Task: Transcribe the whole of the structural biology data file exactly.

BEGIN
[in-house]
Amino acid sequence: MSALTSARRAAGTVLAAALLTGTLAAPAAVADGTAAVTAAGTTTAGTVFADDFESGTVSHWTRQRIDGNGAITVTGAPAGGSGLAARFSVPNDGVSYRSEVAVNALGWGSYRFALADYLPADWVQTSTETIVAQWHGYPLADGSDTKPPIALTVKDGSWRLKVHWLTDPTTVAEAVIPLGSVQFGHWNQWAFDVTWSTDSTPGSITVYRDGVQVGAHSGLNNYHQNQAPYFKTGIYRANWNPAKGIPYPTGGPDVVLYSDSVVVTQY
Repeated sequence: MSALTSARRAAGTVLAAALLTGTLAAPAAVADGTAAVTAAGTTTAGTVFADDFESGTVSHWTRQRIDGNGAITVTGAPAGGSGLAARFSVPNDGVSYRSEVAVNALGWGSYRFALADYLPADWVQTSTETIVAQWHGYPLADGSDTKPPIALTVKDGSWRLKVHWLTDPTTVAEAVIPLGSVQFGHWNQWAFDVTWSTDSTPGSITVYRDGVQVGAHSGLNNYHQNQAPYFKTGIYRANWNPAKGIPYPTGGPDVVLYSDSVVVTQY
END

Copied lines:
[in-house]
Amino acid sequence: MSALTSARRAAGTVLAAALLTGTLAAPAAVADGTAAVTAAGTTTAGTVFADDFESGTVSHWTRQRIDGNGAITVTGAPAGGSGLAARFSVPNDGVSYRSEVAVNALGWGSYRFALADYLPADWVQTSTETIVAQWHGYPLADGSDTKPPIALTVKDGSWRLKVHWLTDPTTVAEAVIPLGSVQFGHWNQWAFDVTWSTDSTPGSITVYRDGVQVGAHSGLNNYHQNQAPYFKTGIYRANWNPAKGIPYPTGGPDVVLYSDSVVVTQY
Repeated sequence: MSALTSARRAAGTVLAAALLTGTLAAPAAVADGTAAVTAAGTTTAGTVFADDFESGTVSHWTRQRIDGNGAITVTGAPAGGSGLAARFSVPNDGVSYRSEVAVNALGWGSYRFALADYLPADWVQTSTETIVAQWHGYPLADGSDTKPPIALTVKDGSWRLKVHWLTDPTTVAEAVIPLGSVQFGHWNQWAFDVTWSTDSTPGSITVYRDGVQVGAHSGLNNYHQNQAPYFKTGIYRANWNPAKGIPYPTGGPDVVLYSDSVVVTQY